When you visit are you calm? Do you talk to your dad things he enjoys? I found that my mother usually didn't want to talk about the past, but enjoyed hearing about everyday life now. How old are your children? Are they quiet and respectful? If they are younger, are they getting into things in the house, or even older children going through your father's things, watching TV instead of visiting? I'm just working at thinking of reasons that your brothers would want to monitor your visits. If for any reason you bring up issues, difficulties, or anything that would concern or upset your father, then that is a cause for your brothers to limit your access. They may be the good guys, or the difficult, dramatic guys. I don't know. But, the only person you can control is you. Do not give them any reason to limit your access.

You don't say that your brothers have refused you access, only that they house is locked. Perhaps they just want to be sure that your father is having a good day, or that you don't interfere with any medical people who are there. Could you set up a schedule? You'll come with or without your children on Tuesday and Friday from 10 a.m. until noon and leave when your father has lunch. Knowing when you will be there might calm down things, and by being on a schedule your brothers will know whey they might have time away. Do you offer to help - feed your father, change diapers, bathe him?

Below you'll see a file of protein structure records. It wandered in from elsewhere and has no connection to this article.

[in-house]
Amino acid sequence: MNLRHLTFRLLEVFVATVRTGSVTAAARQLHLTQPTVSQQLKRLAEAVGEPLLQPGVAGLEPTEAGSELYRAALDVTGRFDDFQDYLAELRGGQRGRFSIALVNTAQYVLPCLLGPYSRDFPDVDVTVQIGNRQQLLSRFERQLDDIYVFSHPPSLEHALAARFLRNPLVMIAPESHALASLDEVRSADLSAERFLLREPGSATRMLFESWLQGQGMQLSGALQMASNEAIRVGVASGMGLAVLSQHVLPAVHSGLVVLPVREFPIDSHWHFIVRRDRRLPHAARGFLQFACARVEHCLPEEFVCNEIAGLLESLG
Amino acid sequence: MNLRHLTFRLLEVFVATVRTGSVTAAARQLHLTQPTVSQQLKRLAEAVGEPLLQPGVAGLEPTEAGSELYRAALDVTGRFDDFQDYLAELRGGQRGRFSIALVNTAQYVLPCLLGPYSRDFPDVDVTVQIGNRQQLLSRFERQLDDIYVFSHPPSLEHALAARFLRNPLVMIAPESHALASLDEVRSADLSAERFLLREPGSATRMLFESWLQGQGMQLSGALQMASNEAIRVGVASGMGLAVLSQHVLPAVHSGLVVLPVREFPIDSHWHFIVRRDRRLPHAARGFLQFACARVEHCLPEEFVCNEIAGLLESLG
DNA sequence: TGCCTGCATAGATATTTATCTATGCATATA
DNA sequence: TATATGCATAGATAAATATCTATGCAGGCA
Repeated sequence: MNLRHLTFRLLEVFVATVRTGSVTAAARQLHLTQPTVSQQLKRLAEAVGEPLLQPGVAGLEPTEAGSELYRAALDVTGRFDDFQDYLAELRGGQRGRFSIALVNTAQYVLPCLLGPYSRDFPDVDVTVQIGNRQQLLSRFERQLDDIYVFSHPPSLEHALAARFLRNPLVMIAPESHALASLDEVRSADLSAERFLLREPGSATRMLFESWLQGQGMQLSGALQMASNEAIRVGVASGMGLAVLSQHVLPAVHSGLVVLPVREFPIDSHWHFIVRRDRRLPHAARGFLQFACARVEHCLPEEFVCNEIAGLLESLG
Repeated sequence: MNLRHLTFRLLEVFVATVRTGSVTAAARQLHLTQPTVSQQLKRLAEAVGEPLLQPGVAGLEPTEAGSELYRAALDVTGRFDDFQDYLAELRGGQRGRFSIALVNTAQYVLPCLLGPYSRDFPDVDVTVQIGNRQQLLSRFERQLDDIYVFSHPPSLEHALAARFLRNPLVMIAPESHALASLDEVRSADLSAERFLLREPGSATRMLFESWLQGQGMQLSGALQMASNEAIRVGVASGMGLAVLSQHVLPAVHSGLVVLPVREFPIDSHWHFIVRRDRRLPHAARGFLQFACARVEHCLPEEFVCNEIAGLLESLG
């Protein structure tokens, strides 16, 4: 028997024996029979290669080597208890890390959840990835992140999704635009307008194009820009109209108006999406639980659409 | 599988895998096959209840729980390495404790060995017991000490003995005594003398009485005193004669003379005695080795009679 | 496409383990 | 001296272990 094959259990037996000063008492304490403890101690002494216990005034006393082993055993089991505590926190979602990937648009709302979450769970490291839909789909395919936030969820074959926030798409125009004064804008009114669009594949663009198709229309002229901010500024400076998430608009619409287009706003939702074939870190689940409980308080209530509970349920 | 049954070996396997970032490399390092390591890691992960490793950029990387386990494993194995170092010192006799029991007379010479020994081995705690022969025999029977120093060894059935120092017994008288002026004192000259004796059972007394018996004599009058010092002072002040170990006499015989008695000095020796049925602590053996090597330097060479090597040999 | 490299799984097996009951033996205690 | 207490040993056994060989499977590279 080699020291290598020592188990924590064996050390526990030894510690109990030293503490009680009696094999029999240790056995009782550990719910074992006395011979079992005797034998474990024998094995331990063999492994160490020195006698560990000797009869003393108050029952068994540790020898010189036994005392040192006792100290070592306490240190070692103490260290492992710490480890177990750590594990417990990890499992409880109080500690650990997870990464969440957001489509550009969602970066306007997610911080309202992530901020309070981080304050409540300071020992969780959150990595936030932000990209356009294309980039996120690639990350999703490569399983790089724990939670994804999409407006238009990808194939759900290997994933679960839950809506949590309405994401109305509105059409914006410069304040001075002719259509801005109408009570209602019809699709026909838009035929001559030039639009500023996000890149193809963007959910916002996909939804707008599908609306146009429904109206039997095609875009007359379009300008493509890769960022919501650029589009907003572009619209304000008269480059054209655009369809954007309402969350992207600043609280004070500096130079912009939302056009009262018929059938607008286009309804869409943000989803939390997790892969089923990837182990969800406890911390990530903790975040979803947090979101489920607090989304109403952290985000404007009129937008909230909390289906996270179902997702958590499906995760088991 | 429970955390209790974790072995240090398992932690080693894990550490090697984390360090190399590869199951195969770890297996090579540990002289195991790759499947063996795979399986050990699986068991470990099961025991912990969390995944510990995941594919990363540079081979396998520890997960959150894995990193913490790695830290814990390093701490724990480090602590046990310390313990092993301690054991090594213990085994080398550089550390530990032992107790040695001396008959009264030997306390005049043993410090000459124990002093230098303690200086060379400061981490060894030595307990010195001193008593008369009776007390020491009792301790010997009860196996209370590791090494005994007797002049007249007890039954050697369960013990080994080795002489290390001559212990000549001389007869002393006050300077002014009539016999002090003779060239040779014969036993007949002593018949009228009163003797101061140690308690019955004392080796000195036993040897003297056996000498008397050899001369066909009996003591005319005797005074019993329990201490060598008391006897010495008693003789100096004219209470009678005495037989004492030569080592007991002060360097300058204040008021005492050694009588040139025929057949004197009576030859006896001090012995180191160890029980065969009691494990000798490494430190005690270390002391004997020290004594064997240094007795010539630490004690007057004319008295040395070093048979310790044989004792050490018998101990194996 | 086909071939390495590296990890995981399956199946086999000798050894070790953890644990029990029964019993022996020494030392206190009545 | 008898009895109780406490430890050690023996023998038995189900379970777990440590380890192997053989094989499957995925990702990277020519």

Perhaps I am way off base, so if I am, then give us more information regarding what happens when you want to visit. Are you asked to call first? That is reasonable to me as your father might be having a bad day, or the visiting nurse will be there at the time you are planning on visiting. Don't worry about the monitor as it is there for your dad's safety. Just visit and chat, or watch a movie together.
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Reply to TorieJ

When was your father hospitalised?
When was he discharged to hospice at home?

I am sorry that it has been difficult for you to visit your father. On the occasions when you have been able to, has it been a good visit? - comforting to him and to you?

How old are your children, and what do you mean by "threatened"? What did your brother(s) say or do to your children, and why?

The thing is. For caregivers who have cared for a loved one approaching end of life, what your brothers are doing that seems to you to be hostile actually makes more sense when their sole priority is taking care of a dying man.

You don't have time to communicate with people who aren't immediately involved. You don't lengthen or multiply communication chains, such as those with doctors, by including people who don't strictly Need To Know. They locked you out of your father's house? They locked you in? I'm not sure I understand what happened here; what do you think were the reasons for whatever they did?

They listen to your conversations with your father through a child monitor - well, the monitor stays switched on so it doesn't get forgotten about later, and because it is important to be able to hear if your father calls, or chokes, or seems to be having trouble. So conversations are overheard. You know the monitor's there. Did it really matter that you could be heard by your brothers?